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Subtyping pathological gamblers on the basis of affective motivations for gambling: relations to gambling problems, drinking problems, and affective motivations for drinking.

Research paper by Sherry H SH Stewart, Martin M Zack, Pamela P Collins, Raymond M RM Klein

Indexed on: 11 Jun '08Published on: 11 Jun '08Published in: Psychology of addictive behaviors : journal of the Society of Psychologists in Addictive Behaviors



Abstract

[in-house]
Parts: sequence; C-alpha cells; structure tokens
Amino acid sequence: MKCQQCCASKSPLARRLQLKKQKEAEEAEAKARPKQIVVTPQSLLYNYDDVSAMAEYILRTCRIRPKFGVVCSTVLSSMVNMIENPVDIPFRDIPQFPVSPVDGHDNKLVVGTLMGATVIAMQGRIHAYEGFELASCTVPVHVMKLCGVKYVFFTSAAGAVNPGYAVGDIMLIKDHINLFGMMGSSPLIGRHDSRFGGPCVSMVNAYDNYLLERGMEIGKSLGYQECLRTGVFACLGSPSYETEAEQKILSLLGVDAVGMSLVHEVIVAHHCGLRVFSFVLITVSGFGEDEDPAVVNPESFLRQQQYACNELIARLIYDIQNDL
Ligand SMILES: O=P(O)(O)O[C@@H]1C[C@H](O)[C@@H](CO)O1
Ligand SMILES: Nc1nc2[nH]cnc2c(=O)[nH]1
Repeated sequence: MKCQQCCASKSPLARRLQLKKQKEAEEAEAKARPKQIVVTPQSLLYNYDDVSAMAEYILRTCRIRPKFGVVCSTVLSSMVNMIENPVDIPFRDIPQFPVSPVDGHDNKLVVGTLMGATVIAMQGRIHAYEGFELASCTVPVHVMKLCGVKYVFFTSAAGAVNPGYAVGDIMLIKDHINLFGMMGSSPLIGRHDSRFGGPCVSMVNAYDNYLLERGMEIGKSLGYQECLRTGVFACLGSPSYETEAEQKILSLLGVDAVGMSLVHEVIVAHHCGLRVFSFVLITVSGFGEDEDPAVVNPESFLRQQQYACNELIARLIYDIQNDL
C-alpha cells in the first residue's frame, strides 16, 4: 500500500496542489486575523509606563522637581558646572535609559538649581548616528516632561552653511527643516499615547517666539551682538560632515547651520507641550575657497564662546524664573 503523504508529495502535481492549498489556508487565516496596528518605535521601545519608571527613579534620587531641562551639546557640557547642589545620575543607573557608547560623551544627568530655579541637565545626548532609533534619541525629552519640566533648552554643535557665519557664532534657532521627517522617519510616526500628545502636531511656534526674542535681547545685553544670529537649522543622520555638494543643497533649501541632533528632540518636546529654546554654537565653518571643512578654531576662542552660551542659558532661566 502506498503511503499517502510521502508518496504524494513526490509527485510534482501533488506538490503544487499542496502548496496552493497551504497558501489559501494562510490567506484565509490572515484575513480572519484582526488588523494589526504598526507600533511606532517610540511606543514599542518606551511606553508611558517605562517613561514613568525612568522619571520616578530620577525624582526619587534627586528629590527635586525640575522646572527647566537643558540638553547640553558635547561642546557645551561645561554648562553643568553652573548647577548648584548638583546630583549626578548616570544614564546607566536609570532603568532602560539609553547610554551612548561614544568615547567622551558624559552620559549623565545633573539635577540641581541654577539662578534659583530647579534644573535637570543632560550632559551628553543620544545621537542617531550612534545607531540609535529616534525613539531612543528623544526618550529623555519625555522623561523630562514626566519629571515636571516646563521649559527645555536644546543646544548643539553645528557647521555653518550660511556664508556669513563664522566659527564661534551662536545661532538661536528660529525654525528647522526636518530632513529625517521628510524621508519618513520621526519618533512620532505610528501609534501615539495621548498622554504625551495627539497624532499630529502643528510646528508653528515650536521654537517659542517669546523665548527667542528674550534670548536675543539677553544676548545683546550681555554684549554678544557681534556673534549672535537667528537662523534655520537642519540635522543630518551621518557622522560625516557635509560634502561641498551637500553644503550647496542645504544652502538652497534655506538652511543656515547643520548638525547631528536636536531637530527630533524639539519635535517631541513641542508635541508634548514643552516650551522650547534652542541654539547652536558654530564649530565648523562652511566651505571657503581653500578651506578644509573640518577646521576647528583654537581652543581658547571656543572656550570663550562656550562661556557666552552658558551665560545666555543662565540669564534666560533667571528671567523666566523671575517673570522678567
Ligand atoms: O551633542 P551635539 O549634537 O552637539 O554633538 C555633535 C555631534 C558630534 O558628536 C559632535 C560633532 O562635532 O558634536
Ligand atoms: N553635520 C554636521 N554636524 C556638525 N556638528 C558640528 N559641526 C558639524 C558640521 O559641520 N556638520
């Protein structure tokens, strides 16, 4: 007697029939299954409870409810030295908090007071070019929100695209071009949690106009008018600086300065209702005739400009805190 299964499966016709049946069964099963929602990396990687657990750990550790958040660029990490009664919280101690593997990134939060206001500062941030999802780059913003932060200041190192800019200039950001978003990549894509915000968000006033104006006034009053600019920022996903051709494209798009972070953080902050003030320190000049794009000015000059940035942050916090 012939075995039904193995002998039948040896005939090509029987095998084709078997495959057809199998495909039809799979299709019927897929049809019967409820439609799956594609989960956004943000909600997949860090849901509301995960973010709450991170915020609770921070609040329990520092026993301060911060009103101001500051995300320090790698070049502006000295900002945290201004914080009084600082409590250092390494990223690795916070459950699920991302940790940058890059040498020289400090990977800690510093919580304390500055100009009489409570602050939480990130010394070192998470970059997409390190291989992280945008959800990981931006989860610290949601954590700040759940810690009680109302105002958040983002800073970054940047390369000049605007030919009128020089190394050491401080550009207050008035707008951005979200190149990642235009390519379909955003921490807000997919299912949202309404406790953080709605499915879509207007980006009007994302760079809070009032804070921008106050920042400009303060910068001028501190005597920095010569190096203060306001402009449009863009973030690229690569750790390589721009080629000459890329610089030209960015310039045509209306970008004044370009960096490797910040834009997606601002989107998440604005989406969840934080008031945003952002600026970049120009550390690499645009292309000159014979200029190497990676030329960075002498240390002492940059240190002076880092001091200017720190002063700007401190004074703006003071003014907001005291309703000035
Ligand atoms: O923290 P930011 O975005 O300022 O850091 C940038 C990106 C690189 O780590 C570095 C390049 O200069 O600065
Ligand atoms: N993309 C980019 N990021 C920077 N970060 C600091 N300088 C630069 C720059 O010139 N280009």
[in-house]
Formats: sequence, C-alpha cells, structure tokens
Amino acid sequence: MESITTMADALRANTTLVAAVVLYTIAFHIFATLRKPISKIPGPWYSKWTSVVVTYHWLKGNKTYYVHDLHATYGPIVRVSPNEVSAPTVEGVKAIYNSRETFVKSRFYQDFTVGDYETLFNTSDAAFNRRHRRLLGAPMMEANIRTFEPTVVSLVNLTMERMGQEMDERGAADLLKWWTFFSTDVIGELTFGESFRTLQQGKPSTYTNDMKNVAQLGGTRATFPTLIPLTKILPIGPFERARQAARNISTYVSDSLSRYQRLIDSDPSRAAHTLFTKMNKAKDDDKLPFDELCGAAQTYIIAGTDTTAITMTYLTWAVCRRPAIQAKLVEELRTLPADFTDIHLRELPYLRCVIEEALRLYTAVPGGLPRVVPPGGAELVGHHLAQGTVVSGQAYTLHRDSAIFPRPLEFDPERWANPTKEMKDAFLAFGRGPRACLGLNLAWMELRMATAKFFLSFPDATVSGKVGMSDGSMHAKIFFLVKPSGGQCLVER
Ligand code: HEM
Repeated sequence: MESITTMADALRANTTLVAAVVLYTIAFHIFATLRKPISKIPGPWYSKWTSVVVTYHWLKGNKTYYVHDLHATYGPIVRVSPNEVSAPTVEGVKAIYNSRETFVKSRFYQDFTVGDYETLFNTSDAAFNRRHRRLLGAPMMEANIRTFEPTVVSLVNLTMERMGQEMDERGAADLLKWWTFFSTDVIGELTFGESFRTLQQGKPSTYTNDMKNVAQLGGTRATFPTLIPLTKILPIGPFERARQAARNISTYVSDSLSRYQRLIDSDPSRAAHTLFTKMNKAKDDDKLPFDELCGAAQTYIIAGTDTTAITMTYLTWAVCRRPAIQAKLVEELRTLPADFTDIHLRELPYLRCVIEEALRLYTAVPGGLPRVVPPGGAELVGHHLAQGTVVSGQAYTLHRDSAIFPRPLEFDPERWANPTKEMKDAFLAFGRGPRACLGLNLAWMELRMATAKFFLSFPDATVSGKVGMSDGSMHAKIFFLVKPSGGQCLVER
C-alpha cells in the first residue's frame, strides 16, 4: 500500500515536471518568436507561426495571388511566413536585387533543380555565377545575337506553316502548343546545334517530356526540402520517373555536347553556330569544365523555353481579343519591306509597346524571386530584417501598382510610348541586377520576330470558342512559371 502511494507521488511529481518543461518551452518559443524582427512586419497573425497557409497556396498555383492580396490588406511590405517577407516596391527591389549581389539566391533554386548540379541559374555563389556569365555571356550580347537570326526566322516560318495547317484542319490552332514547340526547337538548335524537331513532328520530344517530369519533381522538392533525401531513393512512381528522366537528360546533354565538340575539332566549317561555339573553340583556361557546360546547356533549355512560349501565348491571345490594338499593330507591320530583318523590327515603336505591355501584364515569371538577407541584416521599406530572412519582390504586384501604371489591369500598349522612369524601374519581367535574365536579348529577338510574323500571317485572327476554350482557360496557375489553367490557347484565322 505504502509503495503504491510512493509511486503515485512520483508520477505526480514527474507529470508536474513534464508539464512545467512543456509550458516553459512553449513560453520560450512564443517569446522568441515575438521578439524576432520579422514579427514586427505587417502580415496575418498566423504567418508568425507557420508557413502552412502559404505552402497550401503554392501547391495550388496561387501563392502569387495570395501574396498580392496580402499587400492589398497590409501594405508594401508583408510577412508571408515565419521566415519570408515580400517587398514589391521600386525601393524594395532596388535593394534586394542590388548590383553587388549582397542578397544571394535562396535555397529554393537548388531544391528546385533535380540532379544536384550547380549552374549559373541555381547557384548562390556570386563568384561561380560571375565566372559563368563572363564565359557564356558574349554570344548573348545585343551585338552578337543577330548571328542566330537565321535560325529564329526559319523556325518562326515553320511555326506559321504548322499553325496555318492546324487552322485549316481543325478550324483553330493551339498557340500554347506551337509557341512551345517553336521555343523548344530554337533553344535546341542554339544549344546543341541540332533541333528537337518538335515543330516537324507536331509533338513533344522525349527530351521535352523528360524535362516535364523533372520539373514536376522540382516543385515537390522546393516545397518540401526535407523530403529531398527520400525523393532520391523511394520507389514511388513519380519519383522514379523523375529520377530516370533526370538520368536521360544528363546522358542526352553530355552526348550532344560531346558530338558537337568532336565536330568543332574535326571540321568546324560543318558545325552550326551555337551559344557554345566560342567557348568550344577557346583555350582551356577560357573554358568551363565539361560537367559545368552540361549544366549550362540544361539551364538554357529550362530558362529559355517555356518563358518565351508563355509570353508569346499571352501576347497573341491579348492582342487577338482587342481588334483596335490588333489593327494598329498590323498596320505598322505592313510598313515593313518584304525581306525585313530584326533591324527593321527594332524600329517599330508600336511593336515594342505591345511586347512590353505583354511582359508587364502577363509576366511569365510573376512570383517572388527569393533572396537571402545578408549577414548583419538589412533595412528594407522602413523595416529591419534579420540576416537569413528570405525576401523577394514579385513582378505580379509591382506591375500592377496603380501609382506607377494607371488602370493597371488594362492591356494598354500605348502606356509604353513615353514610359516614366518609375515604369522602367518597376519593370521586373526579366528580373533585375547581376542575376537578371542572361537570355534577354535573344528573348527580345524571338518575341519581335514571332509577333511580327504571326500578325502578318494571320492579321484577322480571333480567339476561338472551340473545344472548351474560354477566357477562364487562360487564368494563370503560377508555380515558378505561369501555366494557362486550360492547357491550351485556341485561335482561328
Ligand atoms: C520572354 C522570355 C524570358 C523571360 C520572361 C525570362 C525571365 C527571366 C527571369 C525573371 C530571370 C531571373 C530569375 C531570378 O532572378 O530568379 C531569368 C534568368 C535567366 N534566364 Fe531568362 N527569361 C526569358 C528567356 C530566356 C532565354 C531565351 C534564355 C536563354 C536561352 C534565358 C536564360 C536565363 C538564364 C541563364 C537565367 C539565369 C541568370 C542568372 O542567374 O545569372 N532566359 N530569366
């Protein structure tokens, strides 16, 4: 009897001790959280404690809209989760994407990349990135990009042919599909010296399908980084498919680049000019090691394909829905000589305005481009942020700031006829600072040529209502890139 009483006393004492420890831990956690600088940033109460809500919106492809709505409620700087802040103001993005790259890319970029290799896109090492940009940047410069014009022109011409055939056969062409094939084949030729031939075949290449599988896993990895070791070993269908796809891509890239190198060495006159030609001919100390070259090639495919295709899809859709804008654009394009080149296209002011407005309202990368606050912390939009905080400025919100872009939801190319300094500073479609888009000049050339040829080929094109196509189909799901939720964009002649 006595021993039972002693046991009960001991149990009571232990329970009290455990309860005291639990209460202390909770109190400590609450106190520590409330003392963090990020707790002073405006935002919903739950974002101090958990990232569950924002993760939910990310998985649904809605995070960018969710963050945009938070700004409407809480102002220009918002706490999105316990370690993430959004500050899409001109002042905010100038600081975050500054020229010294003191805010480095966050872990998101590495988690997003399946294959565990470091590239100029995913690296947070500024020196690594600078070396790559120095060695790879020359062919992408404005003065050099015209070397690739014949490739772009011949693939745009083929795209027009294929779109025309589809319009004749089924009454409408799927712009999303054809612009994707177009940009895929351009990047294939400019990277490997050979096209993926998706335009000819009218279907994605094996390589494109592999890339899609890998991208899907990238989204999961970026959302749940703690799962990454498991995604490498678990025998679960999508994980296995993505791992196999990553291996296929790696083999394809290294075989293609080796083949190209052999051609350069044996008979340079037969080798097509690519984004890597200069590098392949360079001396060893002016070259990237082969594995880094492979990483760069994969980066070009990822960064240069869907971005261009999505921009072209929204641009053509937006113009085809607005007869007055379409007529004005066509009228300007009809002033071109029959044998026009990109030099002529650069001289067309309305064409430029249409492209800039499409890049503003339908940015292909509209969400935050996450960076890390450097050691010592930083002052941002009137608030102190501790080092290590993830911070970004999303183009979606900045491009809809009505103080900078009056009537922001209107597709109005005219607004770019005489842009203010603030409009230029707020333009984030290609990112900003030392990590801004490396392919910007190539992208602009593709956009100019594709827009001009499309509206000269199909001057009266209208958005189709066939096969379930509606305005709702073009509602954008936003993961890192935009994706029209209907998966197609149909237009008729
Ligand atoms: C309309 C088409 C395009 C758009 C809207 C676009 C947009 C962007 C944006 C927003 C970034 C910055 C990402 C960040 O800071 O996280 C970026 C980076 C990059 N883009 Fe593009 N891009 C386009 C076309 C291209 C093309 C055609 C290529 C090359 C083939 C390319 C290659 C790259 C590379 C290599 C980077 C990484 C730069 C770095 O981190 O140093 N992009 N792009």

Pathological gamblers who drink when gambling (n=158; 77% men; mean age=36.0 years) completed the Inventory of Gambling Situations (IGS) and gambling and drinking criterion measures. Principal components analysis on the IGS subscales revealed negative (e.g., Unpleasant Emotions) and positive (e.g., Pleasant Emotions) gambling situation factors. Subjecting IGS factor scores to cluster analysis revealed three clusters: (a) enhancement gamblers, with low negative and high positive factor scores; (b) coping gamblers, with very high negative and high positive factor scores; and (c) low emotion regulation gamblers, with low negative and positive factor scores (59%, 23%, and 18% of the sample, respectively). Clusters were validated with a direct measure of gambling motives. Additional validity analyses showed that coping gamblers scored higher than the other groups on a variety of different gambling activities, gambling problems, drinking frequency, drinking problems, and coping drinking motives, whereas low emotion regulation gamblers scored lower than the other groups on gambling frequency, gambling problems, drinking quantity, and enhancement drinking motives. The findings validate this empirical approach to subtyping gamblers and suggest consistency of motives across addictive behaviors.